Builders are facing challenges including the cost of labor and materials but they are still pushing ahead with building due to increasing demand from younger buyers.
Housing starts data released Thursday by the HUD and Commerce Dept. shows a 5.7% increase to a seasonally adjusted annual rate of 1.24 million units in April compared to an upwardly-revised March figure.
Single-family starts were up 6.2% to 854,000 units while the multifamily sector increased 4.7% to a 381,000 pace.
Permit issuance edged up 0.6% to a 1.3 million unit annualized rate in April with single-family permits down 4.2% to 782,00, the lowest level since October 2016. Multifamily permits increased 8.9% to 514,000.
“Though an overall encouraging report for the month of April, the soft permit numbers for single-family housing indicate concerns about housing affordability and construction costs,” said NAHB Chief Economist Robert Dietz. “Builders continue to focus on managing home construction costs as they try to meet growing housing demand. NAHB analysis of first quarter permit data show growth in more affordable exurban locations.”
Older homeowners not downsizing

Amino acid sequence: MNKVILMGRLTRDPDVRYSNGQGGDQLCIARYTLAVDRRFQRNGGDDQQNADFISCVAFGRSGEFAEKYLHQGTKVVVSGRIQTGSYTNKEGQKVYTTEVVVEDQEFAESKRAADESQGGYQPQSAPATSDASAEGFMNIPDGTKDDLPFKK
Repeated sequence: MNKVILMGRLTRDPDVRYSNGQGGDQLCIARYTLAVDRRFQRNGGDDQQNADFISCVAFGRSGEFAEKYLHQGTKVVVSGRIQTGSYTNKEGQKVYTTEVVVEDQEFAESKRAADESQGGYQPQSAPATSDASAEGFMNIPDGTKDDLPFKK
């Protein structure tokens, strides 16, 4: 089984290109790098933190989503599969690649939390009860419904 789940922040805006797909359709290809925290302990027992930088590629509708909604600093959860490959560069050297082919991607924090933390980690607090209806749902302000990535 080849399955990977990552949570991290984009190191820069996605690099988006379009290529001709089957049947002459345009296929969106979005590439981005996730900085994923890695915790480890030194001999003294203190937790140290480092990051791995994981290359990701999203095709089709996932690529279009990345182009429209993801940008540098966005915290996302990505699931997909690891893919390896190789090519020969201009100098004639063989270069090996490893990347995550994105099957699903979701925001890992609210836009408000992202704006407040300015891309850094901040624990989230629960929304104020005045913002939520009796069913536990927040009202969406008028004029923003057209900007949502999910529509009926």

Millennial demand for new homes is being driven by them reaching an age where they want to be homeowners but also less downsizing by the previous generations, especially Baby Boomers.
First American’s Deputy Chief Economist Odeta Kushi says the demographics could support 1.2 million single-family starts rather than the 854,000 month-over-month gain posted in April.
“Both the number of building permits issued and housing starts increased to three-month highs, indicating that home builders are pushing through new construction projects despite supply-side headwinds, such as a shortage of labor, costly regulations, and a shortage of buildable lots,” she said. “The positive report supports a brighter outlook for the housing sector in 2019, as demographics and low mortgage rates continue to support demand.”
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